• I get the benefit of a valuable network.  I hear this quite often as an argument for MBA school and I would agree there is value in this but what network are we talking about?  I would argue there are two networks – the alumni network from your school and the network you will establish from your classmates.  With a top 5 MBA school, there is no doubt their national alumni network can be powerful but even with a top 5 program, the cohort network still  consists of unemployed 26-28 year olds!  That is just the reality of attending full-time school.  With part-time and EMBA type programs, your cohort may consist of some executives, directors, GMs, business owners, etc.  I can say from my own personal experience this was the case and I learned a great deal about business and even life from my classmates as much as my professors.
  • How will I market myself? Schools like Harvard, Wharton, Stanford, etc. are all excellent MBA programs but they are not very good at marketing a JMO’s background to business. When choosing to attend a full-time MBA program, what you are ultimately choosing to do is, upon graduation, re-branding yourself as a new MBA graduate and no longer a JMO. MBA schools understand how to market their graduates that way because that is their area of expertise. Schools like a Harvard or Wharton can do so nationally where schools like SMU, Duke, Georgia Tech, etc. will probably do a better job regionally because they don’t have the national presence like a top-5 MBA program. But, they do not understand the JMO background so you are in essence foregoing that experience in most cases to lead with your MBA. So, when looking at options, it is important to decide how you will market yourself and what you choose to lead with – your JMO experience or your two-year MBA?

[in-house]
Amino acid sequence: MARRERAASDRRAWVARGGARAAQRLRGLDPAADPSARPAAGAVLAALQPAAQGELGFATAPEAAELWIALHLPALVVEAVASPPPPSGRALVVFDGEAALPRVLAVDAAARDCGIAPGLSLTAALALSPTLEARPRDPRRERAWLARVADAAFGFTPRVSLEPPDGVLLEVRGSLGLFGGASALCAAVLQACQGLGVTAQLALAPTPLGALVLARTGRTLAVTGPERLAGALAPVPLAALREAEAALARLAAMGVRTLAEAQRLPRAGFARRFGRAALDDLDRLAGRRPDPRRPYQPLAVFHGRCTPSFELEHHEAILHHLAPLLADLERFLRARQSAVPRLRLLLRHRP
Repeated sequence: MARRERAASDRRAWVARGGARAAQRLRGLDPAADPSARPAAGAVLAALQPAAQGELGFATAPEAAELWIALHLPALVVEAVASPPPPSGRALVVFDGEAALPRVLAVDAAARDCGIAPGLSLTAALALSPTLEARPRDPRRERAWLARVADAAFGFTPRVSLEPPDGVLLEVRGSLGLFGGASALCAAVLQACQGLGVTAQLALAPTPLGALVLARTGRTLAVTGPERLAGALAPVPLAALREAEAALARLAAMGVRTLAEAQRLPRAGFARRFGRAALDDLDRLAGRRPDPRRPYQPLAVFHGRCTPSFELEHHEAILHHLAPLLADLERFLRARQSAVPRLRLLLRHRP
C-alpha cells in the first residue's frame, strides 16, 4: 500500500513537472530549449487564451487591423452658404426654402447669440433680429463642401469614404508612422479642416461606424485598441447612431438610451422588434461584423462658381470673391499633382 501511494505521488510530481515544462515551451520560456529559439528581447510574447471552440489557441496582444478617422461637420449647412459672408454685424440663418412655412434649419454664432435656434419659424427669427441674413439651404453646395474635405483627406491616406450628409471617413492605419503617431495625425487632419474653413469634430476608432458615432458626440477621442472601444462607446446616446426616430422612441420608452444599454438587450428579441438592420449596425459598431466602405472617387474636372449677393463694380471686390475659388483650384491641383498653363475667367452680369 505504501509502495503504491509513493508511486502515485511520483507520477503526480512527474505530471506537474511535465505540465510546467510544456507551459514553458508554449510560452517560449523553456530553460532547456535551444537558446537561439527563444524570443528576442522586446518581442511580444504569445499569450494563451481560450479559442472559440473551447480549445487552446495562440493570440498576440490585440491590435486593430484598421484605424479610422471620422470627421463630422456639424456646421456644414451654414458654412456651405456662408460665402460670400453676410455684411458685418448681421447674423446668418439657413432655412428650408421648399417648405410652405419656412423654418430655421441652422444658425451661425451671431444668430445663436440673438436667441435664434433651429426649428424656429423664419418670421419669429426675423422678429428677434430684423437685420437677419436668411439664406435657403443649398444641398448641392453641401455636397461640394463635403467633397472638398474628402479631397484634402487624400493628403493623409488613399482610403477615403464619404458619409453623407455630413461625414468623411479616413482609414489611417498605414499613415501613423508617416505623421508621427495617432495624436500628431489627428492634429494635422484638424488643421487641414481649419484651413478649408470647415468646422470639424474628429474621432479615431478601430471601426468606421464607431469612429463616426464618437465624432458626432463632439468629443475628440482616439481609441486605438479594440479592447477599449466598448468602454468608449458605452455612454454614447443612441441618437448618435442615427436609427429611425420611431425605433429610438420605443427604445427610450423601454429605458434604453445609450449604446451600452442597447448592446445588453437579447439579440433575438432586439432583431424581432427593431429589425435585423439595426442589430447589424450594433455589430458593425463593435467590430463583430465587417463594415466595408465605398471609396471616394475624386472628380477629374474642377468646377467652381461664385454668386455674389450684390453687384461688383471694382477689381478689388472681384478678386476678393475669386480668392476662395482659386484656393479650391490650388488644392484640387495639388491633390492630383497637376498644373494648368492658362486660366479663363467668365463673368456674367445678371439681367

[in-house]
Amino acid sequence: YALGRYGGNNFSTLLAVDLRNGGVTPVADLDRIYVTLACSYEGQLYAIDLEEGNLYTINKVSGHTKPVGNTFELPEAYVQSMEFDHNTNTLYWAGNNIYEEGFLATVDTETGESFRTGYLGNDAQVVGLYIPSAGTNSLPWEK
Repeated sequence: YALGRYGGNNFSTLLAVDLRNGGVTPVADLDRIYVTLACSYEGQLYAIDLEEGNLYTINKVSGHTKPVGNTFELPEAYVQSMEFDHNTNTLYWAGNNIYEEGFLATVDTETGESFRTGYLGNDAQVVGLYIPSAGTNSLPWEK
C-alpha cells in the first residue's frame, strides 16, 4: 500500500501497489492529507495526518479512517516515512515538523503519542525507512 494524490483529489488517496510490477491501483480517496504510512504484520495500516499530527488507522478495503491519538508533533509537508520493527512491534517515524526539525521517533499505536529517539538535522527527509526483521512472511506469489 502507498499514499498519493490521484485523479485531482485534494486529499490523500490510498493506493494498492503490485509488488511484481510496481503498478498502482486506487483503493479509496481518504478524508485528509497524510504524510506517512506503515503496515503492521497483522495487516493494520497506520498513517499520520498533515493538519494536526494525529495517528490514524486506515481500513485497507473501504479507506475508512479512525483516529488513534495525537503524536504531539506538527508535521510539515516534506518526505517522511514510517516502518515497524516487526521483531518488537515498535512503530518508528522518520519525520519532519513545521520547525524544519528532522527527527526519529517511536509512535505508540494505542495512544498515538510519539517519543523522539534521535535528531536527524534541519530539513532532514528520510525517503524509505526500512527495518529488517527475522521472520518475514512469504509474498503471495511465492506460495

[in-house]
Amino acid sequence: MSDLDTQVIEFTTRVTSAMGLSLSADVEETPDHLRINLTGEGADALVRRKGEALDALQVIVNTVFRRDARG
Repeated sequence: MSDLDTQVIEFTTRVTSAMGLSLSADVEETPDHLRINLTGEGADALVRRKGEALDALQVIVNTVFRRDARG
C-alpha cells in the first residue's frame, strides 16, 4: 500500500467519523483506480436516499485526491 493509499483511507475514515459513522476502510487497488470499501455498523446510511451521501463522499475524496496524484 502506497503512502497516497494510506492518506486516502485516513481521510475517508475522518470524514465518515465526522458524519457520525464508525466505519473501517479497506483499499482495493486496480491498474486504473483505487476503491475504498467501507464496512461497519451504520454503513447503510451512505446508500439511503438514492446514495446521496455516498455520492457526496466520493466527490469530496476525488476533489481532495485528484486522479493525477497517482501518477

These are some of the points I felt had merit and consideration when deciding about full-time graduate school as a JMO.  Again, my goal in writing this blog post is not to convince anyone reading it that there is not merit in attending a full-time graduate school program but rather to provide some insight and information to consider to help you in your decision process and determine for yourself whether full-time graduate school or coming straight to Corporate America may be the right path.

If you would like to learn more about your specific trade-offs of earning an MBA to transition to business versus getting one in an Executive or part-time program before you transition or while working in corporate America, please email me at rdavis@cameron-brooks.com.

Rob Davis